Director, Community Wealth Building Programs
Challenges addressed by community wealth building
The challenges our cities and communities face in this moment are many: a fair and equitable recovery from the COVID-19 pandemic. Staving off climate catastrophe. A long-overdue reckoning with systemic racism and injustice. War and global instability. Each threatens the lives and livelihoods of all people, and especially the poor and working-class people in front line communities.
Each challenge is exacerbated by a crisis that has defined America for too long: wealth inequality. Already at historic highs, it has exploded during COVID-19. While millions lost their jobs, healthcare, and savings, the wealthiest among us have only grown richer – three Americans now own as much wealth as the bottom 49% of Americans (more than 160 million people) put together.
This inequality is not a coincidence. It is the result of an economic system that concentrates the vast wealth of our nation in the hands of a few at the very top. In this moment of compounding crises, we will not succeed by tinkering within the confines of this extractive system. We need a transformative new approach: Community Wealth Building.
Community Wealth Building keeps hard-earned wealth in the hands of the people and communities that create it in the first place. Instead of extraction and exploitation, CWB creates an economy that produces equity as its everyday, natural function – and in doing so, shifts the behavior and attitudes of people, communities, cities, and potentially the United States as a whole. CWB replaces the focus on what our local economies have conventionally accepted and valued – growth combined with trickle-down economics, attracting large corporations, maximizing shareholder profit – with new progressive values and goals: communal ownership, justice, and shared wealth.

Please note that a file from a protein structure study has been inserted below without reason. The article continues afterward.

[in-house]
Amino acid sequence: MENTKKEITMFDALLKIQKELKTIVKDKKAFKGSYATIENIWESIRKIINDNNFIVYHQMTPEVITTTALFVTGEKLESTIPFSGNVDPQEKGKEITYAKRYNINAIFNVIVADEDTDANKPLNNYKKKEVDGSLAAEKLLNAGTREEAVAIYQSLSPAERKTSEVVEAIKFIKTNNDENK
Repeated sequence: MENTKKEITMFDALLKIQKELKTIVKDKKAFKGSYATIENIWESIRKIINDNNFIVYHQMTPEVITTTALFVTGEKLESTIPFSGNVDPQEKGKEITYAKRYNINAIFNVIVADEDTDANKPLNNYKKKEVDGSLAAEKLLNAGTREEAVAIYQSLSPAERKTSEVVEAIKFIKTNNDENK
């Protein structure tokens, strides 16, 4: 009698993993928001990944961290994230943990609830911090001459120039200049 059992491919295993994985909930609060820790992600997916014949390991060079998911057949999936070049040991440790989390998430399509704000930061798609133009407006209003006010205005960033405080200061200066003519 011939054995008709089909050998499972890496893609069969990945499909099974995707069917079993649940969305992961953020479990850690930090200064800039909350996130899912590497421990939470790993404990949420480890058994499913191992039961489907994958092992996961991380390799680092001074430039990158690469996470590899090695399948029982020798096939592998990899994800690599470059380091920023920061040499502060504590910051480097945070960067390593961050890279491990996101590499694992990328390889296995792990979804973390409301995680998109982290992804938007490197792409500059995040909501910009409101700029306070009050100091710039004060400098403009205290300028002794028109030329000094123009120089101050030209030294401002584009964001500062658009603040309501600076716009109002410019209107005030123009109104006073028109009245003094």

By keeping wealth in our communities, CWB addresses the interrelated challenges of our time. When workers are their own bosses, they are less likely to be laid off during a pandemic. When we invest in local green energy solutions, everyday Americans will no longer be at the mercy of gas prices that come from global instability. When public investment flows into housing, local businesses, and resources for Black and Brown communities – rather than the shareholders of corporate America– racial justice will finally be on the horizon. CWB is not revitalization with a new name. It is about a new way of organizing our local economies to ensure that they genuinely work for all Americans.
Elements of CWB are already being deployed in American cities and communities all over the world: a worker-owned enterprise in the Bronx, a CLT in Georgia, a community bank in Ohio. What has always been missing from these one-off projects is the structure and strategy CWB provides: the ability to connect and scale across the whole local system, and ensure each progressive intervention works together in synergy to create a local economy greater than the sum of its parts.